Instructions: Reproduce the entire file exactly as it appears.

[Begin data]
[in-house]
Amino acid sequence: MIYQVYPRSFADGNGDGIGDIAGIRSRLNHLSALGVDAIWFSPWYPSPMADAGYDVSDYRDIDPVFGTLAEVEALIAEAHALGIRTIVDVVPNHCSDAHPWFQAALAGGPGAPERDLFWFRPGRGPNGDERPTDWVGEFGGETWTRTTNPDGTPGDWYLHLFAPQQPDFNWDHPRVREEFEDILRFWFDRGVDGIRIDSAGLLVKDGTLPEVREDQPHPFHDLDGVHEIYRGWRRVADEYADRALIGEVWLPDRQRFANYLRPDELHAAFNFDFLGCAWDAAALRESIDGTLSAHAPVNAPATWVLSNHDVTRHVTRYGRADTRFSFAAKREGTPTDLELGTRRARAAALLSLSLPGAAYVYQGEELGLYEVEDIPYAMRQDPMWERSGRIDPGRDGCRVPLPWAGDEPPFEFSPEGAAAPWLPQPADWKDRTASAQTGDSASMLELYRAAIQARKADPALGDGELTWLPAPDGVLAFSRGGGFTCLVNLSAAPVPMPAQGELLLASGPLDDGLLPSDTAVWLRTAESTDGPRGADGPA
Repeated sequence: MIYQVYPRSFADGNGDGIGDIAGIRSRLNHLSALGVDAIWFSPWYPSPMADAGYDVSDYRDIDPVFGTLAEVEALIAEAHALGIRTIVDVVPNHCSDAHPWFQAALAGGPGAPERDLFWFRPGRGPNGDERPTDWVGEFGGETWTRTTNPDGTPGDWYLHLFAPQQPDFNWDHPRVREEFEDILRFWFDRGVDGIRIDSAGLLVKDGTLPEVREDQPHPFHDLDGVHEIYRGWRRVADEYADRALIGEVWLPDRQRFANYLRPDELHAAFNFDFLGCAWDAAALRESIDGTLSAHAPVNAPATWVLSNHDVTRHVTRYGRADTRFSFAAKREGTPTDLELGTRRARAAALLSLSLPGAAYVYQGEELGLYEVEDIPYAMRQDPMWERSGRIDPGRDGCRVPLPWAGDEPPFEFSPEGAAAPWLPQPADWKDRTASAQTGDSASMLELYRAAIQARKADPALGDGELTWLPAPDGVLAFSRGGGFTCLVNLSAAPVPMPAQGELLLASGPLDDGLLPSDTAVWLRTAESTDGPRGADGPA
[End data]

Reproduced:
[in-house]
Amino acid sequence: MIYQVYPRSFADGNGDGIGDIAGIRSRLNHLSALGVDAIWFSPWYPSPMADAGYDVSDYRDIDPVFGTLAEVEALIAEAHALGIRTIVDVVPNHCSDAHPWFQAALAGGPGAPERDLFWFRPGRGPNGDERPTDWVGEFGGETWTRTTNPDGTPGDWYLHLFAPQQPDFNWDHPRVREEFEDILRFWFDRGVDGIRIDSAGLLVKDGTLPEVREDQPHPFHDLDGVHEIYRGWRRVADEYADRALIGEVWLPDRQRFANYLRPDELHAAFNFDFLGCAWDAAALRESIDGTLSAHAPVNAPATWVLSNHDVTRHVTRYGRADTRFSFAAKREGTPTDLELGTRRARAAALLSLSLPGAAYVYQGEELGLYEVEDIPYAMRQDPMWERSGRIDPGRDGCRVPLPWAGDEPPFEFSPEGAAAPWLPQPADWKDRTASAQTGDSASMLELYRAAIQARKADPALGDGELTWLPAPDGVLAFSRGGGFTCLVNLSAAPVPMPAQGELLLASGPLDDGLLPSDTAVWLRTAESTDGPRGADGPA
Repeated sequence: MIYQVYPRSFADGNGDGIGDIAGIRSRLNHLSALGVDAIWFSPWYPSPMADAGYDVSDYRDIDPVFGTLAEVEALIAEAHALGIRTIVDVVPNHCSDAHPWFQAALAGGPGAPERDLFWFRPGRGPNGDERPTDWVGEFGGETWTRTTNPDGTPGDWYLHLFAPQQPDFNWDHPRVREEFEDILRFWFDRGVDGIRIDSAGLLVKDGTLPEVREDQPHPFHDLDGVHEIYRGWRRVADEYADRALIGEVWLPDRQRFANYLRPDELHAAFNFDFLGCAWDAAALRESIDGTLSAHAPVNAPATWVLSNHDVTRHVTRYGRADTRFSFAAKREGTPTDLELGTRRARAAALLSLSLPGAAYVYQGEELGLYEVEDIPYAMRQDPMWERSGRIDPGRDGCRVPLPWAGDEPPFEFSPEGAAAPWLPQPADWKDRTASAQTGDSASMLELYRAAIQARKADPALGDGELTWLPAPDGVLAFSRGGGFTCLVNLSAAPVPMPAQGELLLASGPLDDGLLPSDTAVWLRTAESTDGPRGADGPA